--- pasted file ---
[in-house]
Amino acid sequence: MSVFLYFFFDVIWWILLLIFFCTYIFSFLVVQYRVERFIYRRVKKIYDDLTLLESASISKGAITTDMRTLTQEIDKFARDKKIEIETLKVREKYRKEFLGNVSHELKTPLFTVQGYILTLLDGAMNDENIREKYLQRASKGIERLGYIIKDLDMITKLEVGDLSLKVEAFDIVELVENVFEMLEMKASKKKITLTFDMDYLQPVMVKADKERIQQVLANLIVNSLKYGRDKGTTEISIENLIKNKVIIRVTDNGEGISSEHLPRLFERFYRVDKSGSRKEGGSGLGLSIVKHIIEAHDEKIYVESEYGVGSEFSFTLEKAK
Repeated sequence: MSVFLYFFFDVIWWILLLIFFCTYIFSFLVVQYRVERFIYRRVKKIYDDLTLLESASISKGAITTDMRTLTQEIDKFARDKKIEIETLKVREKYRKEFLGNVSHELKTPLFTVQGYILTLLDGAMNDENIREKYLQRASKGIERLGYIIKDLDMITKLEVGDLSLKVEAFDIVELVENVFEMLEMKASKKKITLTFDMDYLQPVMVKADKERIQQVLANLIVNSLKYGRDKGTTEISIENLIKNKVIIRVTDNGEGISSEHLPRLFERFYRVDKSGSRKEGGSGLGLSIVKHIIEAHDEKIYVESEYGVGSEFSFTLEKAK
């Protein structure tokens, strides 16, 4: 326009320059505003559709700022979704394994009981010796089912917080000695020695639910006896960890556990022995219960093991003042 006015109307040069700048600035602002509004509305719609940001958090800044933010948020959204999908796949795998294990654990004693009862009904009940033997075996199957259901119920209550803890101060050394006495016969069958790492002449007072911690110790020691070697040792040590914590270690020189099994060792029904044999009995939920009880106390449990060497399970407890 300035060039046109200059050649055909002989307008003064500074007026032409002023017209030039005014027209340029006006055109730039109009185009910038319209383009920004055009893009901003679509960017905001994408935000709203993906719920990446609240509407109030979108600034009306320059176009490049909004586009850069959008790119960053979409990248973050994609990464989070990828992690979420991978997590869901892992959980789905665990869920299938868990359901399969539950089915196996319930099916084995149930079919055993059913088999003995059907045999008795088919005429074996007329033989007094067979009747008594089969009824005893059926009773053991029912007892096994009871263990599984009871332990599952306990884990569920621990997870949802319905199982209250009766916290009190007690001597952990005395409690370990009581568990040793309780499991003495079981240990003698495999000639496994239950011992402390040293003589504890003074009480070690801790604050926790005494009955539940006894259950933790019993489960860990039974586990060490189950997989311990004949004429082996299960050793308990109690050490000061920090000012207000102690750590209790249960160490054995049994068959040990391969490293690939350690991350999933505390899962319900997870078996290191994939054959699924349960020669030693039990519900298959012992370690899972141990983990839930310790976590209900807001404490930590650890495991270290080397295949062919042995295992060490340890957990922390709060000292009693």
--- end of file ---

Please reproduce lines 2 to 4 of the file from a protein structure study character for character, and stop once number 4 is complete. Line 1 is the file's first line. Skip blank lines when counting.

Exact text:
Amino acid sequence: MSVFLYFFFDVIWWILLLIFFCTYIFSFLVVQYRVERFIYRRVKKIYDDLTLLESASISKGAITTDMRTLTQEIDKFARDKKIEIETLKVREKYRKEFLGNVSHELKTPLFTVQGYILTLLDGAMNDENIREKYLQRASKGIERLGYIIKDLDMITKLEVGDLSLKVEAFDIVELVENVFEMLEMKASKKKITLTFDMDYLQPVMVKADKERIQQVLANLIVNSLKYGRDKGTTEISIENLIKNKVIIRVTDNGEGISSEHLPRLFERFYRVDKSGSRKEGGSGLGLSIVKHIIEAHDEKIYVESEYGVGSEFSFTLEKAK
Repeated sequence: MSVFLYFFFDVIWWILLLIFFCTYIFSFLVVQYRVERFIYRRVKKIYDDLTLLESASISKGAITTDMRTLTQEIDKFARDKKIEIETLKVREKYRKEFLGNVSHELKTPLFTVQGYILTLLDGAMNDENIREKYLQRASKGIERLGYIIKDLDMITKLEVGDLSLKVEAFDIVELVENVFEMLEMKASKKKITLTFDMDYLQPVMVKADKERIQQVLANLIVNSLKYGRDKGTTEISIENLIKNKVIIRVTDNGEGISSEHLPRLFERFYRVDKSGSRKEGGSGLGLSIVKHIIEAHDEKIYVESEYGVGSEFSFTLEKAK
């Protein structure tokens, strides 16, 4: 326009320059505003559709700022979704394994009981010796089912917080000695020695639910006896960890556990022995219960093991003042 006015109307040069700048600035602002509004509305719609940001958090800044933010948020959204999908796949795998294990654990004693009862009904009940033997075996199957259901119920209550803890101060050394006495016969069958790492002449007072911690110790020691070697040792040590914590270690020189099994060792029904044999009995939920009880106390449990060497399970407890 300035060039046109200059050649055909002989307008003064500074007026032409002023017209030039005014027209340029006006055109730039109009185009910038319209383009920004055009893009901003679509960017905001994408935000709203993906719920990446609240509407109030979108600034009306320059176009490049909004586009850069959008790119960053979409990248973050994609990464989070990828992690979420991978997590869901892992959980789905665990869920299938868990359901399969539950089915196996319930099916084995149930079919055993059913088999003995059907045999008795088919005429074996007329033989007094067979009747008594089969009824005893059926009773053991029912007892096994009871263990599984009871332990599952306990884990569920621990997870949802319905199982209250009766916290009190007690001597952990005395409690370990009581568990040793309780499991003495079981240990003698495999000639496994239950011992402390040293003589504890003074009480070690801790604050926790005494009955539940006894259950933790019993489960860990039974586990060490189950997989311990004949004429082996299960050793308990109690050490000061920090000012207000102690750590209790249960160490054995049994068959040990391969490293690939350690991350999933505390899962319900997870078996290191994939054959699924349960020669030693039990519900298959012992370690899972141990983990839930310790976590209900807001404490930590650890495991270290080397295949062919042995295992060490340890957990922390709060000292009693």